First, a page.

2. Inside the <dt> element there is a <span> element that has a role attribute on it, signifying that it deletes the current element.
  3. it adds in data-key attributes equal to the current todo's index in the todos array on both the <dt> and matching <dd> tag.

These are important things to remember going forward, as the remaining portion of the "app" will assume this HTML structure when calling for events.

The next bit of code is quite long so I will attempt to break it up.

window.addEventListener('DOMContentLoaded', () => {
  const todoList = document.querySelector('#todo-list-container');
  // Whole mess of stuff here.
});
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This function wraps the rest of the code in an event listener. the "DOMContentLoaded" event will fire after the DOM has finished parsing and you can call things like document.getElementById() without worrying.

The next thing we are doing is querying the document in search of an element that has an id of "todo-list-container", which if we look back at our HTML is a <dl> element that will hold our todos.

Now we get onto the meat of the project. The first up is going to be a lot to take in all at once, but I think it's better that we talk about it as one item, and not in parts.

todoList.addEventListener('click', e => {
    const { target } = e;
    // if our target matches a delete element
    if (target.matches('span[role="delete"]')) {
      e.stopPropagation();
      // grab the key
      const key = target.parentNode.dataset.key;
      // grab the element
      const todo = todos[key];
      // grab the elements from our cahce
      const els = itemCache.get(todo);
      // sanity check
      if (els) {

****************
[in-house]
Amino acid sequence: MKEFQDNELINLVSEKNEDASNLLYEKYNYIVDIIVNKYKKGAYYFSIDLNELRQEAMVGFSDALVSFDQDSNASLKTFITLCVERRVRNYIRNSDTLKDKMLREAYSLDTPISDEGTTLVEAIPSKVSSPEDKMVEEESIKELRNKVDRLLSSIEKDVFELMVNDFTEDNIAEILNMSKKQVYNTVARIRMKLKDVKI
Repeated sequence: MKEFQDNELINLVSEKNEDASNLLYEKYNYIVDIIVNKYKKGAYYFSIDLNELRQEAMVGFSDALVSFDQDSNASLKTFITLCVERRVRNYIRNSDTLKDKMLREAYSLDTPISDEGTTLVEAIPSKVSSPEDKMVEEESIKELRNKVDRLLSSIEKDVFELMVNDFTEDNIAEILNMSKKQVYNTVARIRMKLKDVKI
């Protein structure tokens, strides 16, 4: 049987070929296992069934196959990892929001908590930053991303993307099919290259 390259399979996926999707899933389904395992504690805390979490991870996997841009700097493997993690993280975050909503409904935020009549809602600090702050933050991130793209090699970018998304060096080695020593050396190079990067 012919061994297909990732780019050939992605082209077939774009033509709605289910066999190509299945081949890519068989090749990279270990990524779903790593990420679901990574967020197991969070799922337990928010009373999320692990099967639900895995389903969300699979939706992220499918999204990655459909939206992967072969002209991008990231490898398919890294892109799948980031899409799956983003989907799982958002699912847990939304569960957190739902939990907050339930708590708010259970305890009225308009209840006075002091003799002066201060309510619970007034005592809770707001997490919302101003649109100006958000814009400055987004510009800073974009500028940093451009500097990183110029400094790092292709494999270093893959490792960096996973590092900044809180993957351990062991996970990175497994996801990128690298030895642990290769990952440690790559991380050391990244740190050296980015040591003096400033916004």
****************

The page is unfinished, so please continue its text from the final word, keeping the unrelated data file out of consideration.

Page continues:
// for each element associated with this todo, delete it.
        els.forEach(el => el && el.remove && el.remove());
        // remove the todo from our cache
        itemCache.delete(todo);
        // remove the todo from the array
        todos.splice(key, 1);
        // re-render, mostly to fix key-indexes
        renderTodos(todoList, todos);
      }
    }

    // if our target matches just the regular dt element
    if (target.matches('dt.' + styles['todo-list-item'])) {
      e.stopPropagation();
      // get the key
      const key = target.dataset.key;
      // if the todos does not have this key, stop execution.
      if (!todos[key]) return;
      // invert the value
      todos[key].done = !todos[key].done;
      // re-render
      renderTodos(todoList, todos);
    }
  });
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This event listener is added on to our todoList, since the child elements will come/go quite frequently adding an event onto them doesn't particularly make a lot of sense. Instead, we add the events onto the container, which will not go away. Here we have two things to check

  1. Was the delete span that we created clicked?
  2. Was the actual <dt> element clicked?